The TSA has dropped the much-disliked scanners to shift its focus on real threats. But the latter has been derailed by the knee-jerk reaction to the agency's proposed tiny knives policy.
OSI Systems Inc said the U.S. Department of Homeland Security has issued it a “proposed debarment notice” related to privacy concerns over its full-body passenger scanners used in airports, limiting the company’s ability to sign new federal government contracts until the issue is resolved.
OSI Systems shares fell as much as 17 percent on the Nasdaq on Monday. They were down about 9 percent at $60.40 in the afternoon.
The U.S. Transportation Security Administration (TSA) canceled its contract with OSI in January for its scanners using an X-ray technology called backscatter that displays naked images of passengers to security officers.
A TSA spokesman said in January the agency was in the process of removing all backscatter units from airports, replacing them with L-3 Communications Holdings scanners which only creates a generic outline of passengers’ bodies.
The agency gave OSI’s Rapiscan unit until June 2013 to come up with a software upgrade to prevent the scanner from projecting the naked images but said it was unlikely that the company would meet that deadline.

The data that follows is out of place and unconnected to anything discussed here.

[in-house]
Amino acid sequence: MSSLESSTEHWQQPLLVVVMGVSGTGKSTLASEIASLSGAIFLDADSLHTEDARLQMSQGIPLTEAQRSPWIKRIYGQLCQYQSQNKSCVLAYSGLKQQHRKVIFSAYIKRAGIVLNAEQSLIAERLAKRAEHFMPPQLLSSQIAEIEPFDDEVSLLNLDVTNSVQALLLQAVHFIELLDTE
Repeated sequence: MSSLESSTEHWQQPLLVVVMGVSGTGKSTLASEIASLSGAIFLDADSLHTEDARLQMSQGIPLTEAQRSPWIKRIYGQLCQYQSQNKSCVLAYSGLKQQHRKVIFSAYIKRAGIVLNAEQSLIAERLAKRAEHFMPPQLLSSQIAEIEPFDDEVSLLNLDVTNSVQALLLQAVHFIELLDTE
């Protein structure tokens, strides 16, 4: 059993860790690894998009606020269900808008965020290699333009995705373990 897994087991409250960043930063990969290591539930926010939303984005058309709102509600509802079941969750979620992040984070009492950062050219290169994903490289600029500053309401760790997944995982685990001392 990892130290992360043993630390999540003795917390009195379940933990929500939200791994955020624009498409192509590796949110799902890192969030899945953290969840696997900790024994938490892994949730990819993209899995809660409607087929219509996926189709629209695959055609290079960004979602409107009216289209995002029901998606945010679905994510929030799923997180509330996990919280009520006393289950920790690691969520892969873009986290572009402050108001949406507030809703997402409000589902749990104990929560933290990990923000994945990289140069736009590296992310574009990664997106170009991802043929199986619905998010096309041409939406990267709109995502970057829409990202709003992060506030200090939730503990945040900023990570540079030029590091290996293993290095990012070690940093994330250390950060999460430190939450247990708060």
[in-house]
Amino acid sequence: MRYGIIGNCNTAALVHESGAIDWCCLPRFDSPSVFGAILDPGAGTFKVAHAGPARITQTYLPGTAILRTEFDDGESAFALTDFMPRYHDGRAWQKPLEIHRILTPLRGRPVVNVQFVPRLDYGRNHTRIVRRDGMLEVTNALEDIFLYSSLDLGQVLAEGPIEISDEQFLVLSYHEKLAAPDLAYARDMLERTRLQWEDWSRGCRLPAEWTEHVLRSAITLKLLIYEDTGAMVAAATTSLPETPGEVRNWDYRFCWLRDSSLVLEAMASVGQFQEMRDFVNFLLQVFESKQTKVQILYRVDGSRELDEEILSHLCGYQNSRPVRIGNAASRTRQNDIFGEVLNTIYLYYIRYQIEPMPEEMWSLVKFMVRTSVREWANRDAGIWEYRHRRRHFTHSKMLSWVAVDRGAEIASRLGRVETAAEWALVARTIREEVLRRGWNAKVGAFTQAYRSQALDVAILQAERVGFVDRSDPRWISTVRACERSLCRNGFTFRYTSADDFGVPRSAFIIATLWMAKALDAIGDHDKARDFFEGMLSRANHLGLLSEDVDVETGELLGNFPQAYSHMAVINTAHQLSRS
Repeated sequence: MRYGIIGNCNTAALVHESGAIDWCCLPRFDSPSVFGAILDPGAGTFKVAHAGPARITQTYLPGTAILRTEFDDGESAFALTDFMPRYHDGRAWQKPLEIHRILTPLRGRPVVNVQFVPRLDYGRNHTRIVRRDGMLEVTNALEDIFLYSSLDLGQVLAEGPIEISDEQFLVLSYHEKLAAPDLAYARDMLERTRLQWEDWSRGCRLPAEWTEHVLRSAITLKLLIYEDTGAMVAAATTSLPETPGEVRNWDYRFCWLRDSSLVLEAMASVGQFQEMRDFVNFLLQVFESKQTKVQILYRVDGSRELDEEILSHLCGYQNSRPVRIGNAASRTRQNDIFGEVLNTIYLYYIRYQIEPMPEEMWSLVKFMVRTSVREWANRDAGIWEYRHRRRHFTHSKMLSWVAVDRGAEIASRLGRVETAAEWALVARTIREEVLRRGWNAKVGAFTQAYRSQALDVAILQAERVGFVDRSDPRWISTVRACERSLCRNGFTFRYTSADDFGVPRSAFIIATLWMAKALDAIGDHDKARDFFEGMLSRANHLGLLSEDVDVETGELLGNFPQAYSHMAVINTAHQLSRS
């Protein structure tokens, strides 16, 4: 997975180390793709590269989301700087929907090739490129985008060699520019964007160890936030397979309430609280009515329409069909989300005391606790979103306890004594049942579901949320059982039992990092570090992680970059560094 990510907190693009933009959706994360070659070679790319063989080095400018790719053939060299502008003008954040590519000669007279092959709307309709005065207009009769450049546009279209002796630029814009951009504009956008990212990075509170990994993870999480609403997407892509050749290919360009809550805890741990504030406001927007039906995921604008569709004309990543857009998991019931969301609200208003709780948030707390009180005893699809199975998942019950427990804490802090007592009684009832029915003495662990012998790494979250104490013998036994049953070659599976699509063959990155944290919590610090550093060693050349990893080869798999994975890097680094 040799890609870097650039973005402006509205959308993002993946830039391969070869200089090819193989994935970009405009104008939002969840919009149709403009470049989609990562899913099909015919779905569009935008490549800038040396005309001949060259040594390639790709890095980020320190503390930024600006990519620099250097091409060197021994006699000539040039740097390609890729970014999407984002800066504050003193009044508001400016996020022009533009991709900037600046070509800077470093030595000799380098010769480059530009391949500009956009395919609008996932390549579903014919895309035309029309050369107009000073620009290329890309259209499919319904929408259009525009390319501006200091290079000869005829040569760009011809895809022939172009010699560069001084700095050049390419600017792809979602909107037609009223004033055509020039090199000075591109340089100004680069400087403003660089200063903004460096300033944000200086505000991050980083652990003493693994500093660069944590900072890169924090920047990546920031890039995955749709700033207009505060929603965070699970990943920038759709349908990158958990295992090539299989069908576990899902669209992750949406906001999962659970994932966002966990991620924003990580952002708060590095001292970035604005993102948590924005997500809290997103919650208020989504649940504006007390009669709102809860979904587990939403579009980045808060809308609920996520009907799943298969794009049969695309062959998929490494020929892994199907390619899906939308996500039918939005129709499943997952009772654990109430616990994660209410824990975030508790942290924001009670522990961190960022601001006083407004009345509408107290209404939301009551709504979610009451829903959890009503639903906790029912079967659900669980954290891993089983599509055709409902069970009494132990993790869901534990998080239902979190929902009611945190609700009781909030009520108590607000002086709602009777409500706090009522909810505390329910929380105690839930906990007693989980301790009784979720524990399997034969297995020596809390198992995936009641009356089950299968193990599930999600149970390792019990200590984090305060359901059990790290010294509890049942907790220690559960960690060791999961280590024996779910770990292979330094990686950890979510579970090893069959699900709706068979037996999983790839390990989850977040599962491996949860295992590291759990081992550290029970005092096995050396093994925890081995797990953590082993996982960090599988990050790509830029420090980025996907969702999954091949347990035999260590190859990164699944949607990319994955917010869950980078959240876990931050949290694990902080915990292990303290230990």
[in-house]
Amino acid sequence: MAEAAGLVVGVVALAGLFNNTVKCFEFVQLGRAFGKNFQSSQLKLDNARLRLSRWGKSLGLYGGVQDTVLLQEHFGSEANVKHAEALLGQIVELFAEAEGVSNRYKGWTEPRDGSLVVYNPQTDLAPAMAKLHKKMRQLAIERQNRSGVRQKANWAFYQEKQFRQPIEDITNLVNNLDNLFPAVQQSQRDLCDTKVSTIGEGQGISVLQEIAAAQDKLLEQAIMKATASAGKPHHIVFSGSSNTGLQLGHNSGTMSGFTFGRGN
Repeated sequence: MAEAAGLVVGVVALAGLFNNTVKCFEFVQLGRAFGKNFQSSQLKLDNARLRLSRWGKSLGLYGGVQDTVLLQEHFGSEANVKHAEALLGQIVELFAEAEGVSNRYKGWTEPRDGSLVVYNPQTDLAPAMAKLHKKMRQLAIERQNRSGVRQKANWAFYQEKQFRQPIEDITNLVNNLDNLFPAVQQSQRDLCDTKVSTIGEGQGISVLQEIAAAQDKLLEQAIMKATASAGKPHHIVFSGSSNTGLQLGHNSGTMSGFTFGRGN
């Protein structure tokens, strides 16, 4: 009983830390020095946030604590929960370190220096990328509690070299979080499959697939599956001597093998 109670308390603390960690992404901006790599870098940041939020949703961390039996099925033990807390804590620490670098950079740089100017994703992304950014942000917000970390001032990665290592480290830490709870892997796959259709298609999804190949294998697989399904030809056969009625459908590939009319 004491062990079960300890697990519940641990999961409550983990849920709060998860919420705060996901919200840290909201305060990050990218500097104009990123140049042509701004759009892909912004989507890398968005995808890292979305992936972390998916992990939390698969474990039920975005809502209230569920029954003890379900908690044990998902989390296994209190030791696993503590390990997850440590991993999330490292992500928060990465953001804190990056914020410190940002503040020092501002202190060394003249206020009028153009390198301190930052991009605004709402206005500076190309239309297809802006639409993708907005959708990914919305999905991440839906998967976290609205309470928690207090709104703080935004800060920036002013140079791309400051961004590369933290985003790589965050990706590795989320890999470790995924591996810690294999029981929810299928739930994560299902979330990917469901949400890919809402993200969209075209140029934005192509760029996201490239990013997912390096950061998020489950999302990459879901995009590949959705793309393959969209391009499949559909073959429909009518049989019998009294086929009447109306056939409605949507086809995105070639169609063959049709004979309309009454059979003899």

Rapiscan received a show-cause letter from TSA in November alleging that it did not disclose privacy-related issues in a timely or complete manner.
“Although we have not yet received the actual notice, it would be the first written correspondence from DHS regarding the show cause letter,” OSI Systems Chief Executive Deepak Chopra said on Monday.
Reporting by Mridhula Raghavan in Bangalore; Editing by Roshni Menon and Don Sebastian. This story has been refiled to correct the spelling of ‘backscatter’ in fourth paragraph. Copyright (2013) Thomson Reuters. Click for restrictions.
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Photo credit: A man is screened with a backscatter x-ray machine at a TSA security checkpoint in terminal 4 at LAX, Los Angeles International Airport, in Los Angeles. Danny Moloshok / Reuters